A couple of weeks ago we received an e-mail from ROLE Foundations Eco Learning Centre in Nusa Dua. ROLE have leased 1 ½ hectares of land down on the Bali bukit, and they want to use this area in an educational manner, working with the poor and disadvantaged. They are focusing on education and creating eco-friendly job and business opportunities, locals to make a comfortable income, without destroying the environment. ROLE has invited SOS to be a part of their education area on de-forestation which will focus on taking the pressure off natural resources, while reviving the health of the environment through awareness and assistance. The area of land they have available is in an amazing part of Bali, right between Nusa Dua and Uluwatu, and with great views across the peninsula. We are currently putting together an information pack for them and waiting eagerly for the learning centre to open later this month.
Good luck guys, looking forward to working with you! Read more...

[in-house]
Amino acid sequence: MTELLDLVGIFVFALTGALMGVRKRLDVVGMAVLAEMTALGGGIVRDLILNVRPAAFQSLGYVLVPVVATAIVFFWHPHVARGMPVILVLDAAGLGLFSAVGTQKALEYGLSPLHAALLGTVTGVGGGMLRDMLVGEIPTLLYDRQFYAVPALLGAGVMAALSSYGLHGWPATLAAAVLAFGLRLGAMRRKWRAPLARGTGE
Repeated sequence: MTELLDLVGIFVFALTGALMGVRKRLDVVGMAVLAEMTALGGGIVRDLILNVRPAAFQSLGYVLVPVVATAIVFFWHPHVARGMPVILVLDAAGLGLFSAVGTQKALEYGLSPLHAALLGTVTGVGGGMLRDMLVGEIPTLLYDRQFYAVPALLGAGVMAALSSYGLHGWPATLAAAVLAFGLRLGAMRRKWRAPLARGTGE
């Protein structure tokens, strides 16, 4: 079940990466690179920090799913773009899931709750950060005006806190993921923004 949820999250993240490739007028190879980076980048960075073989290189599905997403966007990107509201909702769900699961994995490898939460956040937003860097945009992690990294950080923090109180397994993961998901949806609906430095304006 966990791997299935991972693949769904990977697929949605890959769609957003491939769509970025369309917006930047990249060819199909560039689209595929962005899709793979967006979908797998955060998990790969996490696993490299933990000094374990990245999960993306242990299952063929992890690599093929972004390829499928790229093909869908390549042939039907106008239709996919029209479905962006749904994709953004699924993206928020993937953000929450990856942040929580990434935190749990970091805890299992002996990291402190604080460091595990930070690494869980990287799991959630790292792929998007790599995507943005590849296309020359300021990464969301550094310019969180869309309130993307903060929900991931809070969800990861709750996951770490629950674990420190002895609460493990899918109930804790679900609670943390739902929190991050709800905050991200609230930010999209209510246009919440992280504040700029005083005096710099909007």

Last month Lucy Wisdom, founder of SOS sadly lost her longstanding battle against cancer.
Lucy was working as a performance artist in Europe in 94, when a holiday to Indonesia to recuperate from cancer treatment unexpectedly changed her life.
On a visit to a rehabilitation centre for endangered Sumatran Orangutans, she found herself overwhelmed with the desire to help. For the next three years, Lucy visited Sumatra regularly as a volunteer to help orphaned ex-captive orangutans return to the wild. In 1997, Lucy set up SOS to raise funds and awareness about threat of logging to the orangutans disappearing habitat. Despite the constant political instability in Indonesia and the onset of secondary cancer three years ago, Lucy refused to give up the fight for the island’s estimated 6.600 wild orangutans.
Lucy founded the Orangutan Information Centre (OIC) in Medan In 2001, along with Panut Hadisiswoyo, to promote awareness of environmental and orangutan conservation issues amongst local communities living in North Sumatra and Aceh.
Her passion landed her the UK’s Women in Ethical Business Award in 2008 and saw her appear in the hero of the month pages of magazine Marie Claire.
Here in Bali we had a gathering celebrating her life where all her friends came together to reminisce her, and hold a Balinese ceremony.
Lucy will be much missed by all her friends and SOS who will continue her legacy by working to save the Sumatran orangutan and end deforestation in Indonesia.
Thank you Lucy for all your hard work